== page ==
Summer in the city is a slow time for the art world. Galleries on the Upper East Side might as well shut down completely. After springtime over-saturation, with what seems like hundreds of art fairs, in the summer the city galleries see their art-sated clientele turning their attention away from art and toward the beach.
The problem with this cycle is that it causes one to miss the summer collectives, the group shows that are an art world summer standby. This type of exhibit gives galleries the chance to experiment with juxtaposing art styles and with innovative installations. The emphasis on the curatorial aspect of exhibitions has been on the rise, especially among younger galleries and “alternative art spaces,” in defiant rejection of more commercial models. Many established galleries reserve these types of shows for the slow summer months and perhaps for an occasional winter month when art-loving snowbirds head south.
So it was delightful to see a top-notch group show in Southampton just this past weekend at Tripoli Gallery. The show’s title, “Thanksgiving Collective 2012: Modern Salon,” refers to the combination of East End artists, both well-known and emerging and promising young talent from outside the area.
“Modern Salon” also refers to the way in which the show was installed. Salon style is curatorial parlance for an exhibit where art is hung from floor-to-ceiling, such as in the historic exhibitions of the Academie des Beaux-Arts in Paris.
The Brucennial, a group show in Greenwich Village this past spring, went the salon route, covering every millimeter of space. Tripoli’s new show is not quite that extreme, but it does utilize clusters of paintings instead of evenly spaced distribution.
Hanging contemporary art in the antiquated salon style has an interesting result: it simultaneously dramatizes the newness of the artwork and connects it with the past.
Ross Bleckner’s smooth-surfaced oil on linen, “Untitled,” 2012, is almost like a zoomed in, blurred, and distorted 18th century Dutch vase of flowers still life, beautiful with a touch of melancholy darkness. Left of this hang a group of pictures vastly bathed in white: Nathalie Shepherd’s ghost-like, female figure whispers on the canvas. It is situated above a de Kooning-esque woman by Felix Bonilla Gerena. Areas of painterly-ness, like Darius Yektai’s abstractions and Nick Weber’s introspective portraits, are punctuated by glittery and pulsatingEric Freeman paintings. Towards the back of the gallery space, Michael Chiarello’s geometric and angular sculpture is juxtaposed with the organic and curvilinear lines of Jameson Ellis’ vibrant painting.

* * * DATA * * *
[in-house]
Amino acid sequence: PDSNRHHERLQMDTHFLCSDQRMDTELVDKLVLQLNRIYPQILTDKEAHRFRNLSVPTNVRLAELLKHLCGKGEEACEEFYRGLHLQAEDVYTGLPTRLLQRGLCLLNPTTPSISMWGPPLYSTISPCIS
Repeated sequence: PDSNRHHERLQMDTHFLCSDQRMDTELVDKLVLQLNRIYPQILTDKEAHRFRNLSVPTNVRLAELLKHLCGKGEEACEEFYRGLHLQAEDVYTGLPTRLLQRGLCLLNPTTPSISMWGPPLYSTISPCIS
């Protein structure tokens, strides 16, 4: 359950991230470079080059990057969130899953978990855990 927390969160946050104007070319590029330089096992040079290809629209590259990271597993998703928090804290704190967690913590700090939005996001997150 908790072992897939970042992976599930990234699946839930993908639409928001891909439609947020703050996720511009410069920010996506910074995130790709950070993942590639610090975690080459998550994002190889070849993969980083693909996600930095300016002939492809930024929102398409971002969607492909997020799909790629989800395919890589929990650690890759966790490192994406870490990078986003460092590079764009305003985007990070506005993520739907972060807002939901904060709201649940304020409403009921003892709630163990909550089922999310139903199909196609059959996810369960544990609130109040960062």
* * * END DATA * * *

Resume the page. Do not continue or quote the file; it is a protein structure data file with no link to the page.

On the opposite wall, Bosco Sodi’s rough surface and rusty hues of “Untitled,” 2011, contrasts with Mary Heilmann’s smooth and artificially pigmented “Acid Splash,” 2012. In the front of the gallery are a series of small heads by Darren Coffield, depicting that startling moment when you see someone from upside down and envision their eyebrows to be their mouth. Each work of art relates in some way to its neighbor, and in some way connects to the past.
In this “Modern Salon,” “modern” takes back its original meaning, before art historians and auction houses, through no fault of their own, disconnected the word from its definition. The 24 artists included in Tripoli’s exhibition created these works within the past decade—many just in the last year. Combining the work of international and local artists emphasizes the creative converging of histories and backgrounds on the East End and adds new meaning to “here
Tripoli Gallery, 30a Jobs Lane, Southampton. Exhibition on view through January 24, 2013